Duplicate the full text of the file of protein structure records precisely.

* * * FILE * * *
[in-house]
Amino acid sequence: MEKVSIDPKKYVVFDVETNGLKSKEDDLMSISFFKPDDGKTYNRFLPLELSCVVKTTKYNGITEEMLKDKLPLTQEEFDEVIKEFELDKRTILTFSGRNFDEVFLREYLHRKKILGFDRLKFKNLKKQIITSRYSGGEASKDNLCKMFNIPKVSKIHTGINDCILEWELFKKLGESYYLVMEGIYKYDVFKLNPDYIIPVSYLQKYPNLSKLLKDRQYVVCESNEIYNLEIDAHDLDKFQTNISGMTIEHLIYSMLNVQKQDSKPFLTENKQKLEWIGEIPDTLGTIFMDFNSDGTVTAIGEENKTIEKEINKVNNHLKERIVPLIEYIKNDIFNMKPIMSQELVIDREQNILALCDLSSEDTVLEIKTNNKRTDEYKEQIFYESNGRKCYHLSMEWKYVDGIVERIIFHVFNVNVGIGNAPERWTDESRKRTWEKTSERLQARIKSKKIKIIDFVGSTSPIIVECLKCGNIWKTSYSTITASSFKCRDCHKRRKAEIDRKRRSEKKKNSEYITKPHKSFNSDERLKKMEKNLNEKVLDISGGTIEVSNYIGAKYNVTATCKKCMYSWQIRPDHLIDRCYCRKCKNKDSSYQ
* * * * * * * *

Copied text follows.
[in-house]
Amino acid sequence: MEKVSIDPKKYVVFDVETNGLKSKEDDLMSISFFKPDDGKTYNRFLPLELSCVVKTTKYNGITEEMLKDKLPLTQEEFDEVIKEFELDKRTILTFSGRNFDEVFLREYLHRKKILGFDRLKFKNLKKQIITSRYSGGEASKDNLCKMFNIPKVSKIHTGINDCILEWELFKKLGESYYLVMEGIYKYDVFKLNPDYIIPVSYLQKYPNLSKLLKDRQYVVCESNEIYNLEIDAHDLDKFQTNISGMTIEHLIYSMLNVQKQDSKPFLTENKQKLEWIGEIPDTLGTIFMDFNSDGTVTAIGEENKTIEKEINKVNNHLKERIVPLIEYIKNDIFNMKPIMSQELVIDREQNILALCDLSSEDTVLEIKTNNKRTDEYKEQIFYESNGRKCYHLSMEWKYVDGIVERIIFHVFNVNVGIGNAPERWTDESRKRTWEKTSERLQARIKSKKIKIIDFVGSTSPIIVECLKCGNIWKTSYSTITASSFKCRDCHKRRKAEIDRKRRSEKKKNSEYITKPHKSFNSDERLKKMEKNLNEKVLDISGGTIEVSNYIGAKYNVTATCKKCMYSWQIRPDHLIDRCYCRKCKNKDSSYQ